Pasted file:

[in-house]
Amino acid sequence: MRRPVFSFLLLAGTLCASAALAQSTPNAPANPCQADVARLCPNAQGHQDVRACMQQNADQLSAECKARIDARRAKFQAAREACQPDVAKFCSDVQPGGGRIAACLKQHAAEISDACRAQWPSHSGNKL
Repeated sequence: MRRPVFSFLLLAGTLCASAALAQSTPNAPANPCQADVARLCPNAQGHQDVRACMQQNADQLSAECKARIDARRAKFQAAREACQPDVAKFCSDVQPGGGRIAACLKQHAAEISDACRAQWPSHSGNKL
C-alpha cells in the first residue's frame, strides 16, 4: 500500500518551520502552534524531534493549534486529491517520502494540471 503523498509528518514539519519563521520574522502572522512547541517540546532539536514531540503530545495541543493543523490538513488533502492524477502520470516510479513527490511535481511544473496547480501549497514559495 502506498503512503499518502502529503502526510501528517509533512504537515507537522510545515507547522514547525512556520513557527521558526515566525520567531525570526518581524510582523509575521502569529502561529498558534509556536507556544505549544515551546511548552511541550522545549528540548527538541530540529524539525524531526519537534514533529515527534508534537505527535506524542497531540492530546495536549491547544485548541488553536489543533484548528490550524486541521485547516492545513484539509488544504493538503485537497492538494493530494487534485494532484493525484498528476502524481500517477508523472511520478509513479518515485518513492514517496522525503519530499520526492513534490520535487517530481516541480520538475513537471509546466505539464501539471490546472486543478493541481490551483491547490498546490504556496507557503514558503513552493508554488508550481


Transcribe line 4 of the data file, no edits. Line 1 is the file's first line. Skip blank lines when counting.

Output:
C-alpha cells in the first residue's frame, strides 16, 4: 500500500518551520502552534524531534493549534486529491517520502494540471 503523498509528518514539519519563521520574522502572522512547541517540546532539536514531540503530545495541543493543523490538513488533502492524477502520470516510479513527490511535481511544473496547480501549497514559495 502506498503512503499518502502529503502526510501528517509533512504537515507537522510545515507547522514547525512556520513557527521558526515566525520567531525570526518581524510582523509575521502569529502561529498558534509556536507556544505549544515551546511548552511541550522545549528540548527538541530540529524539525524531526519537534514533529515527534508534537505527535506524542497531540492530546495536549491547544485548541488553536489543533484548528490550524486541521485547516492545513484539509488544504493538503485537497492538494493530494487534485494532484493525484498528476502524481500517477508523472511520478509513479518515485518513492514517496522525503519530499520526492513534490520535487517530481516541480520538475513537471509546466505539464501539471490546472486543478493541481490551483491547490498546490504556496507557503514558503513552493508554488508550481